Pancha karma or panchakarma is the arm of Ayurvedic medicine which focuses on the elimination of disease. In Ayurveda, there are two aspects to medical practice. The first involves the maintenance of good health, and the other involves treatment of disease, including pancha karma: the active elimination of disease when it appears. Pancha karma treatment uses a series of techniques to purify the body, with the goal of expelling the toxins which cause the disease. Pancha karma is also viewed as a rejuvenating experience, since it restores health and balance to the body.
There are three stages in pancha karma: the first, pre-treatment, involves preparation, with the use of abhyanga, a type of Ayurvedic oil massage; a special diet; and the use of therapeutic steam to open the pores and begin cleansing the body. The actual treatment itself is the next stage, involving a variety of detoxifying treatments, and then patients undergo follow-up care, which may involve lifestyle changes to prevent the recurrence of disease.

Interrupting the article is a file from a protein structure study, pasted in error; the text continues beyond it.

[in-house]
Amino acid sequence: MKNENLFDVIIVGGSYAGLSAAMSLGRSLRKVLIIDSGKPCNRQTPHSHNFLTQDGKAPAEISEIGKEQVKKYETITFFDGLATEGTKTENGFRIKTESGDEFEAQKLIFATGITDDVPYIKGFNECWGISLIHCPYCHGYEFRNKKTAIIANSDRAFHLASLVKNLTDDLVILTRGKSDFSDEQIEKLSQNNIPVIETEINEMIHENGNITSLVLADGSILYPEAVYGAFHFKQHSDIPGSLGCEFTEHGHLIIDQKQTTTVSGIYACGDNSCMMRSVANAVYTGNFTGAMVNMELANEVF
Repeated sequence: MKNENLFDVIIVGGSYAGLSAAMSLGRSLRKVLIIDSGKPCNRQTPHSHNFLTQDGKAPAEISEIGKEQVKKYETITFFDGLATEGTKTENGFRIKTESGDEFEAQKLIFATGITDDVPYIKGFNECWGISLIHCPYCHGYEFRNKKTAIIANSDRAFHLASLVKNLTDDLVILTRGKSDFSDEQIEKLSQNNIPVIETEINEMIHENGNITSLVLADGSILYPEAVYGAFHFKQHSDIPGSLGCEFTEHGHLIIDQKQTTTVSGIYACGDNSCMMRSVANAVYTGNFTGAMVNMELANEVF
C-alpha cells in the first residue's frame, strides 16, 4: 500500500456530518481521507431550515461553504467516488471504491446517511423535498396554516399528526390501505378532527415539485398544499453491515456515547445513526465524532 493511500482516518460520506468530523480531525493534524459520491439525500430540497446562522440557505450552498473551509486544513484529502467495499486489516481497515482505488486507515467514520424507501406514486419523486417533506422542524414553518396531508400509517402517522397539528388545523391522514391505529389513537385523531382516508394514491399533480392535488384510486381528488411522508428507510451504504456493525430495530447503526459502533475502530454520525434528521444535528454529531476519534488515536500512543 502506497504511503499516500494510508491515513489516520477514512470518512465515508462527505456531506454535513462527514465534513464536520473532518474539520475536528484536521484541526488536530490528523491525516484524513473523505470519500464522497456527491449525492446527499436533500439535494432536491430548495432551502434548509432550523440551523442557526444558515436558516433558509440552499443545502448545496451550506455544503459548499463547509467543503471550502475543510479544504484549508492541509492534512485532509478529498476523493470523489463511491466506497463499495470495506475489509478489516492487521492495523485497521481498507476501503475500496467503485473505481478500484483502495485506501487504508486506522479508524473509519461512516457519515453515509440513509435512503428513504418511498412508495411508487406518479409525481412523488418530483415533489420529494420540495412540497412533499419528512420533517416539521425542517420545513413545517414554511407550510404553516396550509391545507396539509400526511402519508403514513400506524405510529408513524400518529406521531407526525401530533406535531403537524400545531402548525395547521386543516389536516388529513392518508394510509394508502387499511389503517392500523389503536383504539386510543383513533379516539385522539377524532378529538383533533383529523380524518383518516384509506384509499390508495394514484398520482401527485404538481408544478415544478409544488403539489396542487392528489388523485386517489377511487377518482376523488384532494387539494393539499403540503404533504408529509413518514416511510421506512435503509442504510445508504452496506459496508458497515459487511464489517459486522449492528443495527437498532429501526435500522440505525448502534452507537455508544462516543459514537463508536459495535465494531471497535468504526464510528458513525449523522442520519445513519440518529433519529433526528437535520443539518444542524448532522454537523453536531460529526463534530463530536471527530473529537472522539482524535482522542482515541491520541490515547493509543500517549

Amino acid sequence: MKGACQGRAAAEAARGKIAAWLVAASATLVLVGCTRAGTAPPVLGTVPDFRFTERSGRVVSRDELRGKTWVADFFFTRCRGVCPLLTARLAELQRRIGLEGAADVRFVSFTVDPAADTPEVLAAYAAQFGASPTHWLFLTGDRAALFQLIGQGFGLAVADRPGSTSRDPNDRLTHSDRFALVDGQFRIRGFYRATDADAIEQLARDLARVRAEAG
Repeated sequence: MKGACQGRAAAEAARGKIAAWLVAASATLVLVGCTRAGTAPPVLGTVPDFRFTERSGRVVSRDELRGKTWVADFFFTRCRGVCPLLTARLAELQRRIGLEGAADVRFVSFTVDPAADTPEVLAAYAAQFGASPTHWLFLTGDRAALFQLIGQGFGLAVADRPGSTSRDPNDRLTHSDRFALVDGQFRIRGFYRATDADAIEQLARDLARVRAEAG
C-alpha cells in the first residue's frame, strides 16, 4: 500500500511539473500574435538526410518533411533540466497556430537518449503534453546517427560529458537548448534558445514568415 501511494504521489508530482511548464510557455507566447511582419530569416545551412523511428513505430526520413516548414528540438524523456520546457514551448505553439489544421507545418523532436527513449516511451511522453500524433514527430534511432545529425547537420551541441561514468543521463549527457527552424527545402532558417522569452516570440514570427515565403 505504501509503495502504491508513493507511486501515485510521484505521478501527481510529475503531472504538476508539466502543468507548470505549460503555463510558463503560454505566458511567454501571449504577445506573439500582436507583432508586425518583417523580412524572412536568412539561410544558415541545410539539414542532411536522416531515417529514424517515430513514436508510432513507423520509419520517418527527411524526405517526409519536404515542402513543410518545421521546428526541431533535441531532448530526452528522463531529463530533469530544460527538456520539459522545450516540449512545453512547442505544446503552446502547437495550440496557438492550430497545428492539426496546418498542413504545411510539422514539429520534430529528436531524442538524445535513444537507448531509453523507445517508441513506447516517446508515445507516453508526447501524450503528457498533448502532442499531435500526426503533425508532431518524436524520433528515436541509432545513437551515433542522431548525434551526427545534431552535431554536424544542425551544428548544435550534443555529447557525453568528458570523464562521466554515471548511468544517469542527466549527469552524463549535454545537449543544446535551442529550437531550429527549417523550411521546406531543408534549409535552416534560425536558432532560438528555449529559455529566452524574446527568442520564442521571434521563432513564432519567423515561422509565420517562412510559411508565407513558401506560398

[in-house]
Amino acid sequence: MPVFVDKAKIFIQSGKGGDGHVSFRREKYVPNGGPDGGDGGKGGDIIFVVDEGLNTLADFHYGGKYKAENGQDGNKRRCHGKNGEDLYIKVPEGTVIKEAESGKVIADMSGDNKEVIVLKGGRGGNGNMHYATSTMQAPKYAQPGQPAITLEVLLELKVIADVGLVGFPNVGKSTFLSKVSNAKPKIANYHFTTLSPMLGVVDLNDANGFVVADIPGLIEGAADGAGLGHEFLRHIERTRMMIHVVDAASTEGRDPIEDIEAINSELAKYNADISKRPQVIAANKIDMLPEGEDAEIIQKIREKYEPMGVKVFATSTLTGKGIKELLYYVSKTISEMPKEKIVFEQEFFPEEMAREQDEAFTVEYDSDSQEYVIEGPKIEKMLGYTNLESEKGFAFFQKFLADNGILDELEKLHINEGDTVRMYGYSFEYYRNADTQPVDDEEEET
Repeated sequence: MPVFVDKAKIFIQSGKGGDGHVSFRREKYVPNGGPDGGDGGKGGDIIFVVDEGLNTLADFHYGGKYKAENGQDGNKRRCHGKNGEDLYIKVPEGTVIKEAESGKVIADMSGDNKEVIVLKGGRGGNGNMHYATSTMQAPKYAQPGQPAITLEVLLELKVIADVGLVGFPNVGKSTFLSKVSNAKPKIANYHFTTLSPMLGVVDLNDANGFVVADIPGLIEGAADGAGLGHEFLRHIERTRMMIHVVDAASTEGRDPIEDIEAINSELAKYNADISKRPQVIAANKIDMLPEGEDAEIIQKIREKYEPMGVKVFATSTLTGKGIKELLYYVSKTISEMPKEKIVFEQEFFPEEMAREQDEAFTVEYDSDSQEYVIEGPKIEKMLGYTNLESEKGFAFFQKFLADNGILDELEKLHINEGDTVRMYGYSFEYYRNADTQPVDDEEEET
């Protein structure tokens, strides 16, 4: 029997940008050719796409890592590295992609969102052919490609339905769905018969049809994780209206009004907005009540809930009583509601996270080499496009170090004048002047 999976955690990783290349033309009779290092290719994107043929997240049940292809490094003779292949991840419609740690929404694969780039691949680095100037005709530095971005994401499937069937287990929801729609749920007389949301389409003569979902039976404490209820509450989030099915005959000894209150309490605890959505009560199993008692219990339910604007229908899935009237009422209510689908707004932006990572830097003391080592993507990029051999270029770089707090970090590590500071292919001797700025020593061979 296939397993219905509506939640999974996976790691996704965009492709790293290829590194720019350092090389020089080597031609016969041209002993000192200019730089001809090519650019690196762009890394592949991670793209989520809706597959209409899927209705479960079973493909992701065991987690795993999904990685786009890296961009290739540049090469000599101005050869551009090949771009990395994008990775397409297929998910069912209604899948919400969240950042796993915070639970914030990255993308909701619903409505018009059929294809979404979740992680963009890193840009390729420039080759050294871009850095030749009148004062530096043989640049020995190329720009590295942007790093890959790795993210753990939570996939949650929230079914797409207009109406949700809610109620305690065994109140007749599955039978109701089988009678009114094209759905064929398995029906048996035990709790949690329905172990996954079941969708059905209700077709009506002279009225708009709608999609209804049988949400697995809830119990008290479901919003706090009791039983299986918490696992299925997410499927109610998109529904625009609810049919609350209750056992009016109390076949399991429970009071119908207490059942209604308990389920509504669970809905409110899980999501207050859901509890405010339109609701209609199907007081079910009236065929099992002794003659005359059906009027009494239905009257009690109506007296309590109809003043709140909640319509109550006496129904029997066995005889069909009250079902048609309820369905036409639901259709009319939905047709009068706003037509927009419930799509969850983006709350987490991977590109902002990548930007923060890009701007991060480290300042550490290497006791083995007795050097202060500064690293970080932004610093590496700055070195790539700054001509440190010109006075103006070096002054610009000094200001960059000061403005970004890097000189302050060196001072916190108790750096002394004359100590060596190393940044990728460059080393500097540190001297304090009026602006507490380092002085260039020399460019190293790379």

Pancha karma literally means “five actions,” so it should come as no surprise to learn that five different treatments are involved in pancha karma. The first is vamana, controlled vomiting. Virechana involves the use of laxatives to purge the small intestine, while basti uses enemas to clean the large intestine. In nasya treatments, herbs are applied through the nose, while raktamokshana requires therapeutic bloodletting. Outside of India, practitioners are more likely to prescribe other treatments in lieu of raktamokshana.
The treatments used in pancha karma vary, depending on the patient and his or her condition. Ayurveda relies on the balancing of the doshas, or the three bodily humors. Therefore, each patient's individual case must be assessed. Most patients have a dominant dosha, but elements of other doshas are also involved, and treatment must bring the doshas into harmony with one another.
As is the case with Traditional Chinese Medicine, Ayurveda has inspired medical treatment in other regions of the world. Isolated pancha karma techniques are often offered by alternative medicine practitioners, sometimes without the care and attention patients would receive from an Ayurvedic practitioner. Since Ayurveda relies on a complex interconnected system and a whole-body approach to wellness, isolating aspects and applying them independently may not always yield favorable results.
People who are interested in Ayurveda should seek treatment from a licensed practitioner, ideally one who has trained in India, where standards for training and certification are standardized. Several professional organizations of Ayurvedic practitioners can be found around the world to offer referrals and recommendations.